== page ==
Dividend Vs. APY

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While dividends and annual percentage yield (APY) both provide a return on an initial sum of money, the two terms are very different in nature. The first is used to describe an income payment made to investors while the latter is a return usually given on a deposit account.

Definition of Dividend

Dividends are a portion of a company's earnings that are paid to those that hold stock, known as shareholders. If a company shows profits or earnings for a period, then a dividend is usually declared by the board of directors and distributed to the stockholders on a per-share basis. Since a mutual fund is an investment in several stocks, dividends may also be paid on these shares.

Dividend Distributions

Dividends are usually paid in cash. The investor may choose to accept the payment as income or automatically reinvest the amount by purchasing more shares of the same stock. This is called a dividend reinvestment plan (DRIP). At times, a company will choose to pay its dividends in the form of more shares of stock, known as stock dividends. Dividends are typically paid quarterly.

Definition of Annual Percentage Yield (APY)

The APY is a percentage value representing how much is earned through a deposit or investment while taking into consideration the effect of compounding. Compounding has the potential to produce much greater returns by adding the interest earned in one period to a deposit so that the owner of the account can earn interest on the sum of the two for the following period. This continues throughout the life of the account or until someone withdraws the money.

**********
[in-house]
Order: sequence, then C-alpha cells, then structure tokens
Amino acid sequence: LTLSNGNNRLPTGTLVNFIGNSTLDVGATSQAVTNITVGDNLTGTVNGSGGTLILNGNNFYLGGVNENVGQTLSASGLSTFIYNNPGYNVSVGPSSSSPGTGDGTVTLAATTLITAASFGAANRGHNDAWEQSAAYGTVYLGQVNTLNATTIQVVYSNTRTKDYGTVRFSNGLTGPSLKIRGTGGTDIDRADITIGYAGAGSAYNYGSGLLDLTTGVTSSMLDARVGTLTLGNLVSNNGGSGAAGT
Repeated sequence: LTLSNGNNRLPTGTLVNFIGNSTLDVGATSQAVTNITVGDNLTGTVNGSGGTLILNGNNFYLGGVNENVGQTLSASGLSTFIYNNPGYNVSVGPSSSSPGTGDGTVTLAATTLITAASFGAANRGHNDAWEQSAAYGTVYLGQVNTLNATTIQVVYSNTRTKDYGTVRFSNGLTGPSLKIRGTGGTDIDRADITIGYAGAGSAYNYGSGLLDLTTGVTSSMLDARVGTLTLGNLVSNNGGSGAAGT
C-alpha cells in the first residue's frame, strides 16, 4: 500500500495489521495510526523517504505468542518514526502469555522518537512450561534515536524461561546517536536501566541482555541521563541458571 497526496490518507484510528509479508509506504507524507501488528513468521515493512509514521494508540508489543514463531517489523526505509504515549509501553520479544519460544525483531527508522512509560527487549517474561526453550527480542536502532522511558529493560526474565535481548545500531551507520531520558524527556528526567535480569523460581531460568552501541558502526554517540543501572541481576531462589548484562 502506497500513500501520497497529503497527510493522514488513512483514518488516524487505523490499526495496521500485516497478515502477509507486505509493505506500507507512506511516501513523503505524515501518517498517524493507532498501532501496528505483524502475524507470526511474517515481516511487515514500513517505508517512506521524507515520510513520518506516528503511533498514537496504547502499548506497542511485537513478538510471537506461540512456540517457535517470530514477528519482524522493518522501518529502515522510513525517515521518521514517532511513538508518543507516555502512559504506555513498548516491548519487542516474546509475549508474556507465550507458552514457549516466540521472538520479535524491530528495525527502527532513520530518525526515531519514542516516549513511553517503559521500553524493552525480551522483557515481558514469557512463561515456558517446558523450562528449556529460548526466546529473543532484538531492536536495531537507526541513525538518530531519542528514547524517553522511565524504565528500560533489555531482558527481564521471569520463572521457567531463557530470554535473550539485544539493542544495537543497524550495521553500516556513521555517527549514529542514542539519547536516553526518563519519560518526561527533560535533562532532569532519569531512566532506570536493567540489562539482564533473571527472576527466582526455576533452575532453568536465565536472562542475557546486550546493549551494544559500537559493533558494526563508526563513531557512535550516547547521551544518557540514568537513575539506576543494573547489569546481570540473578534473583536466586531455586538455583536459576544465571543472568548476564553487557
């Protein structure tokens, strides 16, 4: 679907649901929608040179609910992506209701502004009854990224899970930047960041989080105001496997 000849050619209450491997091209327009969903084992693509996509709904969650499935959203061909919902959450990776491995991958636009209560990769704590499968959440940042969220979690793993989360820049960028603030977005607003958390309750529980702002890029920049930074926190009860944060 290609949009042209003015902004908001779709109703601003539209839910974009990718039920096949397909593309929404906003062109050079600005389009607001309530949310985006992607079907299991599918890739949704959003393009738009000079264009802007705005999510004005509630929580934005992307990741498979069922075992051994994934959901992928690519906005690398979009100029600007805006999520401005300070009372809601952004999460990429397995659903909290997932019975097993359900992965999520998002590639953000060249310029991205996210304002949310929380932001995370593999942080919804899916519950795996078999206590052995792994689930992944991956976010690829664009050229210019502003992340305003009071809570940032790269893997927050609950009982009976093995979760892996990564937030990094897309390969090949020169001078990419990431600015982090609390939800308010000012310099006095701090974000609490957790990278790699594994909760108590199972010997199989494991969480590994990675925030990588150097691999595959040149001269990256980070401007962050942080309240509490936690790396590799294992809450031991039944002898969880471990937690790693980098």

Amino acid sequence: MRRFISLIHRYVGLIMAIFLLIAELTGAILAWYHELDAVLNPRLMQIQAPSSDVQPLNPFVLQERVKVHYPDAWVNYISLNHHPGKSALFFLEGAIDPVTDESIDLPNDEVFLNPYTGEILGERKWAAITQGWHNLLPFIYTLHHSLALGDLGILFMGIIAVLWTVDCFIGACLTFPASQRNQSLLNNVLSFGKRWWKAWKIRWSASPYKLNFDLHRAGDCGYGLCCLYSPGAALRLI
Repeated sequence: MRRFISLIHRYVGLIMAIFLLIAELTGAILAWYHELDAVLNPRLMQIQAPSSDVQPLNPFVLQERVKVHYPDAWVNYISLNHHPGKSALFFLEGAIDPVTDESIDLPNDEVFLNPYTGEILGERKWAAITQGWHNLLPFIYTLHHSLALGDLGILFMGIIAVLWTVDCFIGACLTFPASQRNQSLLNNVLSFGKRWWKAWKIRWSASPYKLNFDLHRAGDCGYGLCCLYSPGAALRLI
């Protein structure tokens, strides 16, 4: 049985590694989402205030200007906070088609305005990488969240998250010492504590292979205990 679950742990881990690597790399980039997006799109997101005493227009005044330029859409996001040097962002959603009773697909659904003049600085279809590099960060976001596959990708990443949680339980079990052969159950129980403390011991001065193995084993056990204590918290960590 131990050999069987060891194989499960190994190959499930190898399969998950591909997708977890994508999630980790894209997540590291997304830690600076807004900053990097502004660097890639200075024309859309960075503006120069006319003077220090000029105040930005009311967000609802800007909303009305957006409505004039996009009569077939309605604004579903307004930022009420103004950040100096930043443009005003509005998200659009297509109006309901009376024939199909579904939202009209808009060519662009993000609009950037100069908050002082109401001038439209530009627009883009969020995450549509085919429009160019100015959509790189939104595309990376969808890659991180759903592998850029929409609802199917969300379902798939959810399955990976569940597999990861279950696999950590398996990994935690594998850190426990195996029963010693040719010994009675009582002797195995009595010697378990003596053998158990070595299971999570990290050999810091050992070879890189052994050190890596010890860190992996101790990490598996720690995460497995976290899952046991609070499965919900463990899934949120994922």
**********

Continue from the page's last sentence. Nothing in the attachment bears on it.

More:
Dividend Yield

If a person wants to know what the dividend yield is per share, he need only divide the amount of the annual dividend paid by the market price per share. Market price is the price the share is currently trading at on the stock market. The percentage value returned is the rate of current income earned per dollar invested. So, if dividends are paid quarterly, the sum of the four payments would be divided by the market share price. This is not representative of total yield on a share of stock.

References

  • "Fundamentals of Investing, 11th Edition"; L. Gitman, M. Joehnk and S. Smart; 2011

About the Author

Christine Aldridge is a financial planner who has been writing articles related to personal finance since 2011. She has bachelor's degrees in political science from North Carolina State University and in accounting from University of Phoenix. Aldridge is completing her Certified Financial Planner designation via New York University.

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